|Cuándo:||07 feb de 2019 - 09 jun de 2019|
|Inauguración:||07 feb de 2019|
|Dónde:||Davis Museum at Wellesley College / 106 Central Street / Wellesley, Massachusetts, Estados Unidos|
|Comisariada por:||James Oles|
|Organizada por:||Davis Museum at Wellesley College|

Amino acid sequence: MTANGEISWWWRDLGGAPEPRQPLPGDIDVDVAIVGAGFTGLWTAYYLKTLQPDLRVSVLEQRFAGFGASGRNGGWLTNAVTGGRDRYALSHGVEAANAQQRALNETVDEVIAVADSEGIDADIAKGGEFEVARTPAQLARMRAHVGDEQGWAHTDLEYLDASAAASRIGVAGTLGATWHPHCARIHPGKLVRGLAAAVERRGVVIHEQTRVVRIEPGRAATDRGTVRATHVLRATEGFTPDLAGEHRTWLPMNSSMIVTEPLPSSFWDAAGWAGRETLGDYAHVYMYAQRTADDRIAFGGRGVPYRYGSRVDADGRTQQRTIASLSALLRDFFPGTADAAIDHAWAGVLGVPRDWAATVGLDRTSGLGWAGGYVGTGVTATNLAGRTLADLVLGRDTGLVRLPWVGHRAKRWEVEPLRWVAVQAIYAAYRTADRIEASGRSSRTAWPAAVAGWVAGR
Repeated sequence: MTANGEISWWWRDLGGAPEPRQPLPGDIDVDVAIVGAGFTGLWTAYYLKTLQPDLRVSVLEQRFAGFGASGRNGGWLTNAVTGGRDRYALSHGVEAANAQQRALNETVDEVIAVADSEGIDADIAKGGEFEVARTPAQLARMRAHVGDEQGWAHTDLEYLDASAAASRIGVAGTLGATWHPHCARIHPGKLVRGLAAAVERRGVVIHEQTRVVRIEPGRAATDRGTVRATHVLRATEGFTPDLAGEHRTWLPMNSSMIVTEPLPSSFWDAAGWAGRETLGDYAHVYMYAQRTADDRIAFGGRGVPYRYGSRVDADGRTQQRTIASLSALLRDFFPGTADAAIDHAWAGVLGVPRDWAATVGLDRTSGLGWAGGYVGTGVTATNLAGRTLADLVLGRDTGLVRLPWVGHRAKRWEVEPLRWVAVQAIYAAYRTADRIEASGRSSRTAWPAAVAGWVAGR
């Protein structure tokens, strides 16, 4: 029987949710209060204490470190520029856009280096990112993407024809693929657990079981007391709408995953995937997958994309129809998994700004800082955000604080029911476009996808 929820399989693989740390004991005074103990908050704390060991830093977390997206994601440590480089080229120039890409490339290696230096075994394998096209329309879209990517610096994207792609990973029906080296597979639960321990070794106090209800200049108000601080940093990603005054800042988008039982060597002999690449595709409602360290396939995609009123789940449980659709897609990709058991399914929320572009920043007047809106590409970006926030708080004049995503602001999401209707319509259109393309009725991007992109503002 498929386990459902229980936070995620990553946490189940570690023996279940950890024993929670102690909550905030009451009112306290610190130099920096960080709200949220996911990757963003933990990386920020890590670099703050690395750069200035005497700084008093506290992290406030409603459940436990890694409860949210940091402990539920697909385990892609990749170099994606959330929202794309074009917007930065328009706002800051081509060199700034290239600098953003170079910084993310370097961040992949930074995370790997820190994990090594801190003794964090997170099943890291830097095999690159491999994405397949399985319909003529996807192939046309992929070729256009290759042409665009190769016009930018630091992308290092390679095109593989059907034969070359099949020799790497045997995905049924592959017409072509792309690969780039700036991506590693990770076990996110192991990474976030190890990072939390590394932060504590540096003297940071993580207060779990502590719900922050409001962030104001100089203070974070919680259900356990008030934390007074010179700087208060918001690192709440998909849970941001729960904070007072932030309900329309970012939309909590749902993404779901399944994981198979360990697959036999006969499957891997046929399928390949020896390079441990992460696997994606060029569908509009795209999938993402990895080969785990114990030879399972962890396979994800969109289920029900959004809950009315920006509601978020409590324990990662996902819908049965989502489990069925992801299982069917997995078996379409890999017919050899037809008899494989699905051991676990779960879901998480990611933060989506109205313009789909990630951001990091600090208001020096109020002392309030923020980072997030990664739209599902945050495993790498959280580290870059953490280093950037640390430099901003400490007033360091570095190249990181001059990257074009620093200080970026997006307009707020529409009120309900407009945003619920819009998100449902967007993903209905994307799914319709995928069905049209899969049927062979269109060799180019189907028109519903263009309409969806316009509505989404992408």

Art_Latin_America: Against the Survey highlights the Davis Museum’s extensive and diverse collection of “Latin American art," formed over the past twenty+ years. The exhibition’s thesis is expansive, an approach signaled by the underscores in the title. On one side Art, from abstract paintings to political posters and photojournalism; on the other America, understood broadly and accurately, as geography demands. Between them, the adjective Latin confronts both nouns: American works of art, yes, but only those connected—literally, through the underscore—to a particular part of the Americas colonized by Spain and Portugal, whose languages are derived from Latin. The underscores function as productive gaps into which new meanings can be inserted, suggesting rather than restricting what goes in between. The first—“Art_Latin”—expands the range of art of inclusion to art from Latin America, art of Latin America, and art [made] in Latin America—none of which are synonymous—but also art about Latin America, or even related to Latin America. The second—“Latin_America”—further complicates the question of where such “Latin” art is produced; the gap stands for single characters: one is the hyphen, which ties together the words, but others—o, a, @, x—push them further apart, amplifying our pool to bring in works by Latinos and Latinas, as well as artists who seek gender neutrality though recent neologisms like Latin@ and Latinx (and including diasporic artists who sometimes reject those particular labels). Art_Latin_America features some 150 works of art by 99 artists (about a third of them women) from twelve countries, including twenty-five born in the United States: among the artists in the show are Ansel Adams, Olga Albizu, Lola Álvarez Bravo, Francis Alÿs, Gunther Gerzso, José Clemente Orozco, Roberto Matta, Ana Mendieta, Liliana Porter, Alice Rahon, and Grete Stern. Rather than a chronological survey, the exhibition is organized in eight broad thematic sections—Identity and Territory, War and Loss, Protest and Propaganda, Farmers and Workers, City and Country, Saints and Rituals, Models and Mothers, and Gesture and Geometry. These themes are not intended to summarize complex cultural, political, or economic phenomena, like gender or labor. Instead, they should be seen as visual nodes or points of collision. The project elevates rather than eludes the peculiarities of this single institutional collection, formed as it was in fits and starts, through donations and purchases, and guided by varied players, according to no strictly calculated plan. More than any recent exhibition of its type, Art_Latin_America embraces diversity—aesthetic, of course, but also in terms of the artists’ background, experience, residence, and point of view—thereby pushing the concept of “Latin American art” almost to its conceptual limits. By drawing from an expansive pool, and by allowing space for new connections, Art_Latin_America aims to generate ideas and narratives that canonical works alone would not have revealed.
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